According to Gallup opinion polls conducted in Chile, at least 65 per cent of the population supports the current government, a four-man military junta led by President Gen. Augusto Pinochet.
The polls, commissioned by the junta every six months since early 1975, also show Chileans as considering their economic problems much more serious causes for concern than human-rights violations or the lack of freedom of expression.
The polls are conducted by Gallup Chile, one of a number of worldwide franchises sold by U.S. pollster George Gallup. While the Chilean polling group has no corporate connection to the U.S. operation, all franchise purchasers must agree to use the same Gallup sampling methods.
The poll results seem to run counter to international concern over human rights in Chile, and to criticism of the junta, which seized power in a 1973 coup, as a repressive and unrepresentative government. Most of the criticism from abroad, however, has been directed at the regime's treatment of those it sees as opponents, not of the general population.
Still, pollsters admit that one problem of conducting surveys here is that "people are afraid to answer" because of possible government reprisals.
"People in Chile lie," said one Santiago sociologist, "because you never know if [government security police] will get hold of the answers.
"When a stranger comes into the house here and starts asking political questions," he said, most Chileans will say what they think the government wants to hear. Names of those interviewed are not taken, but addresses are.
But the head of the local Gallup firm, Guillermo Chadwick, said he believes the number of false reponses to be minimal. Each survey, he said, contains several "check" questions to weed out lairs.
In addition, Chadwick said, "It's very difficult to lie consistently" for the entire 45-minute series of questions.
He also suggested that when respondents' primary concern is economic survival, they give less consideration to other aspects of life.
The junta stopped publishing its poll results last year, and the documents are now stamped "confidential." While no explanation has been offered for the halt, international critics had consistently challenged the poll results as inaccurate by dd definition in a country where free expression is minimal.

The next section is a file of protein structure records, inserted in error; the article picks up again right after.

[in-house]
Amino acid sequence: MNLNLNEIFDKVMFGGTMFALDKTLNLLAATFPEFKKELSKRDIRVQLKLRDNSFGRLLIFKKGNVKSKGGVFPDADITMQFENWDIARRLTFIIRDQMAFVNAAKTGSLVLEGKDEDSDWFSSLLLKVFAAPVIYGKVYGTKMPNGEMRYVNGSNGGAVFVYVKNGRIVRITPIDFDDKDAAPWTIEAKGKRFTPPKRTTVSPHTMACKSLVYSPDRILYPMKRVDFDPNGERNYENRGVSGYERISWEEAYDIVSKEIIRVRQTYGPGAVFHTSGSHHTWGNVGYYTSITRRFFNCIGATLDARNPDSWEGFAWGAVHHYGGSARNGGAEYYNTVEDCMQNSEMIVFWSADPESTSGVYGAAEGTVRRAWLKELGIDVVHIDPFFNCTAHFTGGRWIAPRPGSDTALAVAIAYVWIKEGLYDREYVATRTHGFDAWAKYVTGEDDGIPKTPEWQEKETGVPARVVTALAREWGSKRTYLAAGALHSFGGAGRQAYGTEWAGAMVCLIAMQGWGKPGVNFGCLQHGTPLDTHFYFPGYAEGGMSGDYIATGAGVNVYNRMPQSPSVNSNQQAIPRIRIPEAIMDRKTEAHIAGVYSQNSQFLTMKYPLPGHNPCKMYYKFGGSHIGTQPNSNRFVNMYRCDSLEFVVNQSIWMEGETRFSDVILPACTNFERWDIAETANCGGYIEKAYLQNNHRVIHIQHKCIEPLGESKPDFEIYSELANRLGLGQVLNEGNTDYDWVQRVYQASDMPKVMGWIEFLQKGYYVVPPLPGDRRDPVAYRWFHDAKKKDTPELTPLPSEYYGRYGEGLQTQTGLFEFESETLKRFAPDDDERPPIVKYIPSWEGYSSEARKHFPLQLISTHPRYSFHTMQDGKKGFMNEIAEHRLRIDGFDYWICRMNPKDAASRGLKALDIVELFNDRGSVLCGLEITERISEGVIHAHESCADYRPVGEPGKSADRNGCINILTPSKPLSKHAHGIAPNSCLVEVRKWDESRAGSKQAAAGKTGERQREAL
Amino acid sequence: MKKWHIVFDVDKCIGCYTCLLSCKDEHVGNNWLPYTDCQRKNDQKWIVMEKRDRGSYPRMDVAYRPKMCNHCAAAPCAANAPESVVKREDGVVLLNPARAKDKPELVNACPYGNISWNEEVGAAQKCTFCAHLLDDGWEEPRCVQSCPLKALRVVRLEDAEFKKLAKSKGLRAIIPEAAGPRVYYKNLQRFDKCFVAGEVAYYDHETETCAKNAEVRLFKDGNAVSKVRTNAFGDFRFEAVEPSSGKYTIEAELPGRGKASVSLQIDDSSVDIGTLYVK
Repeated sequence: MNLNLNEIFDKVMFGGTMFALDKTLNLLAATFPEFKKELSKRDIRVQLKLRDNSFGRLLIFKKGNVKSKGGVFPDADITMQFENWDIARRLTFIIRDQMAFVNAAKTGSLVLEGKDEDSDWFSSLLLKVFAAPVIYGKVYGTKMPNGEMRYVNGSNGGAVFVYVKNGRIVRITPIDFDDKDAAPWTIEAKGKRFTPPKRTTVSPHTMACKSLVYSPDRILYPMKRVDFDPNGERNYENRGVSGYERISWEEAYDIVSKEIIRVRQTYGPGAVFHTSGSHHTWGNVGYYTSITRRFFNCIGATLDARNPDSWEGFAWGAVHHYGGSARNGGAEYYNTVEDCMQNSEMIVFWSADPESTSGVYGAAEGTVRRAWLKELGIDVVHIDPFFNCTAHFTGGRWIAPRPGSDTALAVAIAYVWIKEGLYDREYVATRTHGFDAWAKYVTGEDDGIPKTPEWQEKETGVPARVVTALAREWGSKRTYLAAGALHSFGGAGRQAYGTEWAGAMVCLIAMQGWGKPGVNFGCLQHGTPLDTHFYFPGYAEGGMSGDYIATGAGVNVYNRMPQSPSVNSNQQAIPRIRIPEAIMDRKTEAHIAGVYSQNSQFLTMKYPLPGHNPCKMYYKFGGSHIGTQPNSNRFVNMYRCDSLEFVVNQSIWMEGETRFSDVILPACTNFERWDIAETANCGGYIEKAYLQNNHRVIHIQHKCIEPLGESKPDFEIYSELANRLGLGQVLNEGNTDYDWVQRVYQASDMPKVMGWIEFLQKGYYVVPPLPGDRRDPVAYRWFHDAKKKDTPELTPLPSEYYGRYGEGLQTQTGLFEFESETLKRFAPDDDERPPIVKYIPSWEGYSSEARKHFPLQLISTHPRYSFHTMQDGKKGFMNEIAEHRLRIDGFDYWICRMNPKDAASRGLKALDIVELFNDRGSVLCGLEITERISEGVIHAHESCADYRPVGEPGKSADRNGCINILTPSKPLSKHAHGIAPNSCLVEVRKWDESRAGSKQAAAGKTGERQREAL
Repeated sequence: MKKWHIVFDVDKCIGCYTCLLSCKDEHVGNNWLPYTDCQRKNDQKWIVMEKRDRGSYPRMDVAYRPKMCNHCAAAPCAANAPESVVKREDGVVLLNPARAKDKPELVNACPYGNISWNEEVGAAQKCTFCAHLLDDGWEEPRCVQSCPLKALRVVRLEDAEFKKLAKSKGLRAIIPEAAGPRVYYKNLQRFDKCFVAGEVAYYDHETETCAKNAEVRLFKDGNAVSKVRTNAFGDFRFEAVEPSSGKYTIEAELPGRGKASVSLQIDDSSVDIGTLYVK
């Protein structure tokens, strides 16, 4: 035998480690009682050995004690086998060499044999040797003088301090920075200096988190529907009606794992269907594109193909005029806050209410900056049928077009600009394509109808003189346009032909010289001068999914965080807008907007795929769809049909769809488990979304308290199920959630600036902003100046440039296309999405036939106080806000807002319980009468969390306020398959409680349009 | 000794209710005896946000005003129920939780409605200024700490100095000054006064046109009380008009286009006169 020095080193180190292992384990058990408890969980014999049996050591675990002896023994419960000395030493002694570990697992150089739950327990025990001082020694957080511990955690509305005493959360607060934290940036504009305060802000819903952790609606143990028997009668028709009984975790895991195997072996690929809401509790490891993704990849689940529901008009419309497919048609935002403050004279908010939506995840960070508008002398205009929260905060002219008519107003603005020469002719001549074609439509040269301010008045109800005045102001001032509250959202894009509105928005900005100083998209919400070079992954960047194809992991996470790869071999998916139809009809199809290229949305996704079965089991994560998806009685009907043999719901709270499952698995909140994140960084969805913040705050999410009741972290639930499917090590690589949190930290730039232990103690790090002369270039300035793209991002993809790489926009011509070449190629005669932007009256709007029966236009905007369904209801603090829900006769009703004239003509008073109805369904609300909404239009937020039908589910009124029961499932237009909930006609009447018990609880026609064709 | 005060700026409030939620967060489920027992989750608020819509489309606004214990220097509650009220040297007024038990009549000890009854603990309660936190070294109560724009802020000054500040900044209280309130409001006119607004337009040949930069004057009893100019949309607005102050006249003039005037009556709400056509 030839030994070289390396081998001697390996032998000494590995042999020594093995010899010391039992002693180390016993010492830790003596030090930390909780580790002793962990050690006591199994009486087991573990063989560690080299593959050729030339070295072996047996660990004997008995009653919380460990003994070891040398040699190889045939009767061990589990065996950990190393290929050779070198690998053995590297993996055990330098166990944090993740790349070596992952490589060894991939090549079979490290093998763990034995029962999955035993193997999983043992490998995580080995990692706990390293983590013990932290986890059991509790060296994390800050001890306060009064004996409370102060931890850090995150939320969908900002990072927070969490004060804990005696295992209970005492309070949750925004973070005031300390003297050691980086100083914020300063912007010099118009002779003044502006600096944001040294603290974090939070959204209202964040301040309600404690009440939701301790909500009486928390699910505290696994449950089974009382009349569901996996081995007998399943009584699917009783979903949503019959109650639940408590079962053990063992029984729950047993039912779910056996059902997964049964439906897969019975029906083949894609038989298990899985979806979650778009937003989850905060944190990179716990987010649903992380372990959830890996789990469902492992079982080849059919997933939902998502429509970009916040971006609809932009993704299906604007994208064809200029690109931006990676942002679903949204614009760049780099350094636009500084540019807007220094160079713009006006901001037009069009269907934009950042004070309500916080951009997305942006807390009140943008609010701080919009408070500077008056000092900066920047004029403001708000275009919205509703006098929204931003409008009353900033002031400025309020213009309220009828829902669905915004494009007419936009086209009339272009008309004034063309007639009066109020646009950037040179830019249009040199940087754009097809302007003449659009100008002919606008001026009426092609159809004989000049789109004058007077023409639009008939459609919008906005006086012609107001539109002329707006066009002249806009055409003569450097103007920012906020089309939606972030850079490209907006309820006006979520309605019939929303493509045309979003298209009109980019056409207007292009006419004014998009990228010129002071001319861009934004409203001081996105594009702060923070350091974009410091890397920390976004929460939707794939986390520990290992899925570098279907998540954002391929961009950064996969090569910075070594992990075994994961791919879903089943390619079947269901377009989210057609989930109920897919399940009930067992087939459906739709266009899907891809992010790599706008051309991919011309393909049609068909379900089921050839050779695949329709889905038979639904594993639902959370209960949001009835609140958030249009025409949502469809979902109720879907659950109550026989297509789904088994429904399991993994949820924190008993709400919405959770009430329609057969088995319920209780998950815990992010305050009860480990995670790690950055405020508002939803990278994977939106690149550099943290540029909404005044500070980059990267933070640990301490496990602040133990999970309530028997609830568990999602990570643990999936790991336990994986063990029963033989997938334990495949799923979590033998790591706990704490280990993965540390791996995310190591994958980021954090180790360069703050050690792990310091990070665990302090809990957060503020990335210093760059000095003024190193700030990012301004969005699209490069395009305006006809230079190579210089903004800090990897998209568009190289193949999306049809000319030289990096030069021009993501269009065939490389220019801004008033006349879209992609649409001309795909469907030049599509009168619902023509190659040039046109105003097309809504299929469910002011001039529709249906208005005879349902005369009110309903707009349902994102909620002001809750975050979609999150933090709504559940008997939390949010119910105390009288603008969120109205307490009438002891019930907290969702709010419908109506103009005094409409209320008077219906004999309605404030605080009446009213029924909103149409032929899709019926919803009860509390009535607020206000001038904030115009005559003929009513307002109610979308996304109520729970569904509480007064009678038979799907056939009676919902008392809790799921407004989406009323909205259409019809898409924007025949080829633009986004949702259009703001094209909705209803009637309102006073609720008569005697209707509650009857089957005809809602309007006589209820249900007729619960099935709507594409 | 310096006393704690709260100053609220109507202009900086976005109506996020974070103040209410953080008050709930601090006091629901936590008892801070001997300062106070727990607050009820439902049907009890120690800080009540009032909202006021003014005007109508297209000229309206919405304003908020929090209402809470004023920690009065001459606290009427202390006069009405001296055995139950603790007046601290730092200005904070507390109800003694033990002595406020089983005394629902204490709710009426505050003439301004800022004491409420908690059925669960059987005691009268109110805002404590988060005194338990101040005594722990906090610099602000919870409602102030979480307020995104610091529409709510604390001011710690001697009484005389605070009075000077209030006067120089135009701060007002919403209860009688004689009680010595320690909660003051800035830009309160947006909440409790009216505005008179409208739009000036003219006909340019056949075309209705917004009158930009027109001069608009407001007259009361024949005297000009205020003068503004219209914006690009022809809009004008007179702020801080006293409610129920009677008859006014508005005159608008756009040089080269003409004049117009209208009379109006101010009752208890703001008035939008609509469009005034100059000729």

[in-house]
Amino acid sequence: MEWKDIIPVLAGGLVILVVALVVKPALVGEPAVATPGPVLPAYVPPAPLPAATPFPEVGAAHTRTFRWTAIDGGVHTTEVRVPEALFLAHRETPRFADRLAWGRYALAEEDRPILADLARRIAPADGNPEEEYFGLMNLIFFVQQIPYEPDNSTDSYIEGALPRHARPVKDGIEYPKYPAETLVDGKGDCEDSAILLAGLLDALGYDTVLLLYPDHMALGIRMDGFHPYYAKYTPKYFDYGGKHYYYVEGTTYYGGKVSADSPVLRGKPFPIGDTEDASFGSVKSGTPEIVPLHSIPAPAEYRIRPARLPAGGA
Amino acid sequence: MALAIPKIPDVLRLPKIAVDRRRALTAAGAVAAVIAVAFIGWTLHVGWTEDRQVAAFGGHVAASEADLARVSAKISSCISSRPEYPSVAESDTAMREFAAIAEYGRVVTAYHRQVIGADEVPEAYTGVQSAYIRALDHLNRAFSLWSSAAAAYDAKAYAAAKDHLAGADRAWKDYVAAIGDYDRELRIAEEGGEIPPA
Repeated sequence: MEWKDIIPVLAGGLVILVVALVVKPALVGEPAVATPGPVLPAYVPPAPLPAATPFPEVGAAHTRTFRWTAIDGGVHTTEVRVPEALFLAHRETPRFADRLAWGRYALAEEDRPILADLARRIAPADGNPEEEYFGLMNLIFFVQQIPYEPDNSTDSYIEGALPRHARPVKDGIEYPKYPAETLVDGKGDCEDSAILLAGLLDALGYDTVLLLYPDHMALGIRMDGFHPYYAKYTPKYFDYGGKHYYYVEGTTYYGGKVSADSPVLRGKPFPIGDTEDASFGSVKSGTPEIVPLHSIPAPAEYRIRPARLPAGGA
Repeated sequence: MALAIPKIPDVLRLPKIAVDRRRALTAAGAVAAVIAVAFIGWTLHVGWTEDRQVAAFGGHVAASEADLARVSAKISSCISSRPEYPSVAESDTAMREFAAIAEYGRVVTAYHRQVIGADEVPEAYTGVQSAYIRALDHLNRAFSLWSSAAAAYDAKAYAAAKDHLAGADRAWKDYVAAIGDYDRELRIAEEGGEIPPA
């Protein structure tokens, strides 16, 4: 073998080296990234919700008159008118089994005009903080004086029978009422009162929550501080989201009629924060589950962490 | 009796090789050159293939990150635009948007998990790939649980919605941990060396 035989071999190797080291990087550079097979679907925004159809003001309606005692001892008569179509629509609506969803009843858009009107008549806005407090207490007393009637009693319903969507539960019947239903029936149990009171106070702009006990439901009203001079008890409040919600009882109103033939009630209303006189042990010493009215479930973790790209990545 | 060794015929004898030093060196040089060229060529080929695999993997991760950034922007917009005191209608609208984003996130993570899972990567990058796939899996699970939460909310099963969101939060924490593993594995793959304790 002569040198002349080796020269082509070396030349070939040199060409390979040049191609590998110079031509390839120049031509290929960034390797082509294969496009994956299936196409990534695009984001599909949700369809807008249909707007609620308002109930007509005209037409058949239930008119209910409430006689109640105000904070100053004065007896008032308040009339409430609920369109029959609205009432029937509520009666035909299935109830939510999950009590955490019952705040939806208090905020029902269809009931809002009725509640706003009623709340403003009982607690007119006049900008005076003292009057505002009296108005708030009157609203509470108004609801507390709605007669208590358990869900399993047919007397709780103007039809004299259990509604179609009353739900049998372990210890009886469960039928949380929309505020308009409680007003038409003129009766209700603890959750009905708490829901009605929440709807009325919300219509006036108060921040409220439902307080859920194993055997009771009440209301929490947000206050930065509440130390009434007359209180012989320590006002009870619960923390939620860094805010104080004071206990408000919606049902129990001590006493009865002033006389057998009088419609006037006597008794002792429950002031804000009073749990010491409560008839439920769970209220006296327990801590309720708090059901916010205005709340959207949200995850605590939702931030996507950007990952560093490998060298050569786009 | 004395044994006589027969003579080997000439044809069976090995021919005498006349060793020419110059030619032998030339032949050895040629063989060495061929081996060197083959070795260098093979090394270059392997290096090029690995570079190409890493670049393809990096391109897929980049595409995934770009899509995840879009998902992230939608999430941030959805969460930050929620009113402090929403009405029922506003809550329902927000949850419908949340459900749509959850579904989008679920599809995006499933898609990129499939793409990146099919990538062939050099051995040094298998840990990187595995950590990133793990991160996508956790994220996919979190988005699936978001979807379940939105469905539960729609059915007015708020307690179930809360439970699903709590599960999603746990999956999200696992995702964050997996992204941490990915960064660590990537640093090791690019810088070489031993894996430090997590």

In all polls taken since 1975, human rights has rated little concern among Chileans, while economic problems have been described as increasingly grave.
In December, 59 per cent of those polled considered unemployment, currently running around 14 per cent according to official estimates, a "very serious" problem. A similar concern was recorded over inflation, expected to total around 70 per cent this year, and over wage rates.
While 71 per cent of Chileans said that they believe that the junta's economic policy - emphasizing a free marketa, climination of subsidies and a high level of imports at the expense of noncompetitive local industries - is favorable for the country, only 40 per cent said the policy has favored them personally.
Persons in all socio-economic groups questioned said they believe the economic situation of the poorer classes to be worse today than it was five years ago, under the Marxist coalition government of Salvador Allende.But in at least one indication that they have confidence in the future of the current economic policy, all groups said they expect their personal status to improve greatly within the next year.
While human rights has consistently rated at the bottom of the list of overall concerns, those in higher socio-economic groups generally indicate it as a greater problem than low-income, low-education groups do. At the same time., while economic problems have consistently rated at the top of everyone's list, poorer people rated them as more serious than upper-income Chileans did.
Another poll question asked Chileans to choose their preference among several types of governments. In December, 46 per cent said they sould continue with the current military government. While a substantial percentage said they would like more civilian participation in the government, only 12 per cent said they favored immediateelections.